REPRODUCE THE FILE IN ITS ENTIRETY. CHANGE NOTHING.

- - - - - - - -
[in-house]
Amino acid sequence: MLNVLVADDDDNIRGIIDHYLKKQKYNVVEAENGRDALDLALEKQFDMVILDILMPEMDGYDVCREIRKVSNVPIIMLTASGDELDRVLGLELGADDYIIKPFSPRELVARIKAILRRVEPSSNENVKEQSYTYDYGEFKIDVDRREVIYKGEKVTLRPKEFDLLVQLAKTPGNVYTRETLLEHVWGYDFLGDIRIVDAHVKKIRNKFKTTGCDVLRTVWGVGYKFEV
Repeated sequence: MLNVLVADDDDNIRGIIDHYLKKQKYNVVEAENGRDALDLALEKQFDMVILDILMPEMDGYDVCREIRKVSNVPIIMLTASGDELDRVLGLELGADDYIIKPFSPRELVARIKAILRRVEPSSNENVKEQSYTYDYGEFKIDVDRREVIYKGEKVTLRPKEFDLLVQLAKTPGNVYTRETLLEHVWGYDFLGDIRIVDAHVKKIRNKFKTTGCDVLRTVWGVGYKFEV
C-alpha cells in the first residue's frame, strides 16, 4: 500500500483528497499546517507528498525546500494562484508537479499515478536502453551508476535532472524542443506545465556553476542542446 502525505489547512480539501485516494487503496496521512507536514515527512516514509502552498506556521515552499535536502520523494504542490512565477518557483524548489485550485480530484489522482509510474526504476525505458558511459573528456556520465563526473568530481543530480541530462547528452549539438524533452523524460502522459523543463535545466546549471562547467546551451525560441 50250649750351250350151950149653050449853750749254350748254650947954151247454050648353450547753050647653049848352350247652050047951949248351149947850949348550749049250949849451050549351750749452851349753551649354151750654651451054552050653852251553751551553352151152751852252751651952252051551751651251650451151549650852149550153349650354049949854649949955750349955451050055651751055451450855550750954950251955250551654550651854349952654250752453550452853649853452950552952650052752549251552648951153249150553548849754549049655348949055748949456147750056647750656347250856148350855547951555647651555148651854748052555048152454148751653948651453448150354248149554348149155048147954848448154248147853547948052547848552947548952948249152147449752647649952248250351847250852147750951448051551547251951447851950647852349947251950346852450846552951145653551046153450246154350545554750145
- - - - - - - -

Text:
[in-house]
Amino acid sequence: MLNVLVADDDDNIRGIIDHYLKKQKYNVVEAENGRDALDLALEKQFDMVILDILMPEMDGYDVCREIRKVSNVPIIMLTASGDELDRVLGLELGADDYIIKPFSPRELVARIKAILRRVEPSSNENVKEQSYTYDYGEFKIDVDRREVIYKGEKVTLRPKEFDLLVQLAKTPGNVYTRETLLEHVWGYDFLGDIRIVDAHVKKIRNKFKTTGCDVLRTVWGVGYKFEV
Repeated sequence: MLNVLVADDDDNIRGIIDHYLKKQKYNVVEAENGRDALDLALEKQFDMVILDILMPEMDGYDVCREIRKVSNVPIIMLTASGDELDRVLGLELGADDYIIKPFSPRELVARIKAILRRVEPSSNENVKEQSYTYDYGEFKIDVDRREVIYKGEKVTLRPKEFDLLVQLAKTPGNVYTRETLLEHVWGYDFLGDIRIVDAHVKKIRNKFKTTGCDVLRTVWGVGYKFEV
C-alpha cells in the first residue's frame, strides 16, 4: 500500500483528497499546517507528498525546500494562484508537479499515478536502453551508476535532472524542443506545465556553476542542446 502525505489547512480539501485516494487503496496521512507536514515527512516514509502552498506556521515552499535536502520523494504542490512565477518557483524548489485550485480530484489522482509510474526504476525505458558511459573528456556520465563526473568530481543530480541530462547528452549539438524533452523524460502522459523543463535545466546549471562547467546551451525560441 50250649750351250350151950149653050449853750749254350748254650947954151247454050648353450547753050647653049848352350247652050047951949248351149947850949348550749049250949849451050549351750749452851349753551649354151750654651451054552050653852251553751551553352151152751852252751651952252051551751651251650451151549650852149550153349650354049949854649949955750349955451050055651751055451450855550750954950251955250551654550651854349952654250752453550452853649853452950552952650052752549251552648951153249150553548849754549049655348949055748949456147750056647750656347250856148350855547951555647651555148651854748052555048152454148751653948651453448150354248149554348149155048147954848448154248147853547948052547848552947548952948249152147449752647649952248250351847250852147750951448051551547251951447851950647852349947251950346852450846552951145653551046153450246154350545554750145